Living With: Renal Disease

Few diagnoses are more unsettling than finding out one’s kidneys are not working as they ought. From concerns about having a restricted diet to mentally and emotionally processing the potential reality of dialysis or transplant, there is much on one’s mind when the diagnosis is given.

Kidneys are some of our hardest working organs. Filtering approximately 200 quarts worth of blood every day (ie, our entire blood volume filtered 20+ times/day), they remove about 2 quarts worth of waste from the body, with the remainder of the fluid being reused. Our kidneys not only filter out waste, but they also help with electrolyte balance in the body, regulation of blood pressure, and maintenance of bone health. When they start to fail, complications include fluid retention, elevated levels of potassium in the blood (which is very dangerous), damage to the central nervous system, weakened bones, heart disease, pericarditis (inflammation around the heart), and more.

Renal failure can occur for a variety of reasons. The two that are the most common are diabetes and high blood pressure. Acute kidney injury can also cause renal failure. Warning signs include fatigue, nausea and vomiting, mental confusion, swelling especially near the hands and feet, muscle cramps and poor appetite. Being evaluated by a nephrologist (kidney specialist) is imperative. A blood test which looks at your GFR (glomerular filtration rate) will be one of the most critical pieces of information needed to provide a proper diagnosis.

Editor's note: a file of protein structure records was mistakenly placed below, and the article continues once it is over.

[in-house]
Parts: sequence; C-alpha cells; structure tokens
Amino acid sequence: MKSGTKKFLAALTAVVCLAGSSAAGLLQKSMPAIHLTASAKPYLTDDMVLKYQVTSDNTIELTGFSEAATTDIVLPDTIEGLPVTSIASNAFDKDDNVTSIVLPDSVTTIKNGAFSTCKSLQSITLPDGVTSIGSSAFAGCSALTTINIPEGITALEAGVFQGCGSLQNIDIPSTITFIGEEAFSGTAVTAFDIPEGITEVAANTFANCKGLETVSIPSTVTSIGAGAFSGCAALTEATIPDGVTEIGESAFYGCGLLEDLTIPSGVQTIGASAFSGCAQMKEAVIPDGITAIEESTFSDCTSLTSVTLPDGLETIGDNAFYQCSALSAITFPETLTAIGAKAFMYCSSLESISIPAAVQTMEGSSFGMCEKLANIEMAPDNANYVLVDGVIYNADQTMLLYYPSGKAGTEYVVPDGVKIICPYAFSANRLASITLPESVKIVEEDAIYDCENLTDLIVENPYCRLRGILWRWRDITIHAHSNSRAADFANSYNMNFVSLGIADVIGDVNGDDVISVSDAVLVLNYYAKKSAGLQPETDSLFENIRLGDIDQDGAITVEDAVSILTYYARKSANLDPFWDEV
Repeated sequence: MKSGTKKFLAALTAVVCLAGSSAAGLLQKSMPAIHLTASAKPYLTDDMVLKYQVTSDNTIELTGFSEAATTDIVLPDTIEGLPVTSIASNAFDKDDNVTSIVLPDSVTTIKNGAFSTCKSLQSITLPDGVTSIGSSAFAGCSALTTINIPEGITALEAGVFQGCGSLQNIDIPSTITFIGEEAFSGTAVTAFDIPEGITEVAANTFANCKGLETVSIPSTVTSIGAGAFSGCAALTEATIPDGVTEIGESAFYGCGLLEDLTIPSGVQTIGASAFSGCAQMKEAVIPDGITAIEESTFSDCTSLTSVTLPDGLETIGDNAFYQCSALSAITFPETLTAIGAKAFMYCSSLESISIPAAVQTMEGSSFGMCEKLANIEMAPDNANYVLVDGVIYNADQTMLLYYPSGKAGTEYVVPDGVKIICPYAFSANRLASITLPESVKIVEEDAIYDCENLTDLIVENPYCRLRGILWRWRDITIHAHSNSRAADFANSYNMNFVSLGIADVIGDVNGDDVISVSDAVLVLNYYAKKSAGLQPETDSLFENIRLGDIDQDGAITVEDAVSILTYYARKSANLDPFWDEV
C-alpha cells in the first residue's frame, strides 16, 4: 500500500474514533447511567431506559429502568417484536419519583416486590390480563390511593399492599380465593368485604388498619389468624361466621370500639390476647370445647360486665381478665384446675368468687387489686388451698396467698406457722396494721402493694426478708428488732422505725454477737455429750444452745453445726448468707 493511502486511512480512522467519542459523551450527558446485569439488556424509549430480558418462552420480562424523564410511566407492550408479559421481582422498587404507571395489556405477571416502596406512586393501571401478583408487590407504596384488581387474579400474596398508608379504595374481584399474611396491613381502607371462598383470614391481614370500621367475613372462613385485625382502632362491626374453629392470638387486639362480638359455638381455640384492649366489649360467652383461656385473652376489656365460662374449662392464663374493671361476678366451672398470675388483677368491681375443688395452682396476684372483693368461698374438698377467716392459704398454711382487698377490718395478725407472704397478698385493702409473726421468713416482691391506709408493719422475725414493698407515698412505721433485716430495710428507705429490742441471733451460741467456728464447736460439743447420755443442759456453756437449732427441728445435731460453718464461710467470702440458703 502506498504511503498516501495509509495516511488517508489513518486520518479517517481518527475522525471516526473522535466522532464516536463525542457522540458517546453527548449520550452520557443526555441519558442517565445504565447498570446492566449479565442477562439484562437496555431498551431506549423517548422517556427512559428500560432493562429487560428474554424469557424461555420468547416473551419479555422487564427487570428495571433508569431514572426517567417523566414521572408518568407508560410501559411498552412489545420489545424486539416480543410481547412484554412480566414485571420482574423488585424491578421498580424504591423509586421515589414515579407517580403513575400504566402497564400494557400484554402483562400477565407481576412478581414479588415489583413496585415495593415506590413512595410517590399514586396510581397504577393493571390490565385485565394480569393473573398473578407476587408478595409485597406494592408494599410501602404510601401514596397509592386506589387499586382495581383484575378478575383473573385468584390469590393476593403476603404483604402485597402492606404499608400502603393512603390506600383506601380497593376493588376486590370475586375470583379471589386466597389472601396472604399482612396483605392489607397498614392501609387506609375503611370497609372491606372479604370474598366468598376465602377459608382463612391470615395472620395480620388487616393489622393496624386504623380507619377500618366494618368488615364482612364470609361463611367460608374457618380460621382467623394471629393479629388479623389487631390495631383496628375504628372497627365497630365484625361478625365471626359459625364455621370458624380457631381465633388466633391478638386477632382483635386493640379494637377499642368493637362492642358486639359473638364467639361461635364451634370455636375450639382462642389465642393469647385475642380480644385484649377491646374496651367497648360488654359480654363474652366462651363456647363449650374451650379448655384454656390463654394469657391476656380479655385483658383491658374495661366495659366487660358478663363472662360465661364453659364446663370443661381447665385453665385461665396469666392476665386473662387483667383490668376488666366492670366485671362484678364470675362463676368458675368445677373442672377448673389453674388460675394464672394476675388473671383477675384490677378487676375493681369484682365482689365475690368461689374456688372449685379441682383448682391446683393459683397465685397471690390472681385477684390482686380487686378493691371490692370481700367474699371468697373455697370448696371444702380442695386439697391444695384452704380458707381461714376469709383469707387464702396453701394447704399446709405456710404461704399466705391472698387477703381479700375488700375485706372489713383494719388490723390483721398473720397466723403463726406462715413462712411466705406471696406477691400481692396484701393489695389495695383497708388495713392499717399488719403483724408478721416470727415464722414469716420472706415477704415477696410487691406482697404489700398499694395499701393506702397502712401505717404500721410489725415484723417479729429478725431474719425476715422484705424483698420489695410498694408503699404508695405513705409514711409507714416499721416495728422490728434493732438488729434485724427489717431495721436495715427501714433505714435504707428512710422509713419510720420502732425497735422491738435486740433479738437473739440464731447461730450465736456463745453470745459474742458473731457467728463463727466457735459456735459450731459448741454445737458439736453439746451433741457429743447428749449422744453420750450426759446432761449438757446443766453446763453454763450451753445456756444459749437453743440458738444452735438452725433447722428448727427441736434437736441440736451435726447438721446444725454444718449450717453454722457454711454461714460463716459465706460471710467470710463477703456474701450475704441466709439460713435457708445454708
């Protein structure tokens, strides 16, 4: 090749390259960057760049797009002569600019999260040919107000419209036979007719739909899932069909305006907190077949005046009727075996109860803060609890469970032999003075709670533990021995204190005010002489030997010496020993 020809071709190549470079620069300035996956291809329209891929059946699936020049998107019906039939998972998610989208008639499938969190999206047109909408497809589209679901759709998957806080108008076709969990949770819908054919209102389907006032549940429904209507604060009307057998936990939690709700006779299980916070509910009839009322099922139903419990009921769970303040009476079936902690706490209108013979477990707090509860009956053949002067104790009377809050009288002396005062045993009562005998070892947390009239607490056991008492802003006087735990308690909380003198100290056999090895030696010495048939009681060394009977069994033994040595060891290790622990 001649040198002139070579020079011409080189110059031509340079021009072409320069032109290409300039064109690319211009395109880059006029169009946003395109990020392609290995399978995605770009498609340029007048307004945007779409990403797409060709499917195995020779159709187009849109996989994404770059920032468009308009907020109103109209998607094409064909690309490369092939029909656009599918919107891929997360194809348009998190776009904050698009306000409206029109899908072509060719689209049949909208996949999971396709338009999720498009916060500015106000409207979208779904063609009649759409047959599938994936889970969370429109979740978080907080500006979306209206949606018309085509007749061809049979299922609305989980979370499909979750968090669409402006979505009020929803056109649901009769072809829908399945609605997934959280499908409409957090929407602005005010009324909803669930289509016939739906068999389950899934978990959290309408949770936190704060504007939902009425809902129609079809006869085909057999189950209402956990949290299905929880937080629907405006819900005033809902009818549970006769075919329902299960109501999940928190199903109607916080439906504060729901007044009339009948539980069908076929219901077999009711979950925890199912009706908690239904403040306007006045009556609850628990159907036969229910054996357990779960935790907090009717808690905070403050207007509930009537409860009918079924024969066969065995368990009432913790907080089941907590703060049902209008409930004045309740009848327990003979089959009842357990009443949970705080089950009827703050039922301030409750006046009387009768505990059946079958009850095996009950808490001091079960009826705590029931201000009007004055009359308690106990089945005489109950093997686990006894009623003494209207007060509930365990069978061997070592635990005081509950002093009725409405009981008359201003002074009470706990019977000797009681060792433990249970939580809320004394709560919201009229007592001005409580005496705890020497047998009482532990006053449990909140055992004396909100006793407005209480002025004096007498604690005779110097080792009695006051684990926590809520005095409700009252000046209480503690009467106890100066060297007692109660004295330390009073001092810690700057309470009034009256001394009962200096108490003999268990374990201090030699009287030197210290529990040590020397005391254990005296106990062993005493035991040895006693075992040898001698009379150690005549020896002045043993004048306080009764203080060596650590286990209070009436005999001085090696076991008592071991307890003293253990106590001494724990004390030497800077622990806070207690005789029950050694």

Treatment of renal disease involves a multidisciplinary approach. From the nutrition end of things, kidney function can often be preserved by making changes to one’s diet, changes which make the kidneys’ work less strenuous. Dietary changes involve monitoring and/or altering protein intake, fluid (water) intake, as well as the amount of sodium, potassium and phosphorus consumed. The amount to which each of these nutrients needs to be regulated depends on the stage of kidney failure present.

With the right tools, renal disease can be managed and quality of life preserved. Along with care from your nephrologist and other medical doctors, dietary assistance from a Registered Dietitian can help the diagnosis feel less overwhelming. Caring medical professionals can make all the difference when living with challenging diseases or conditions.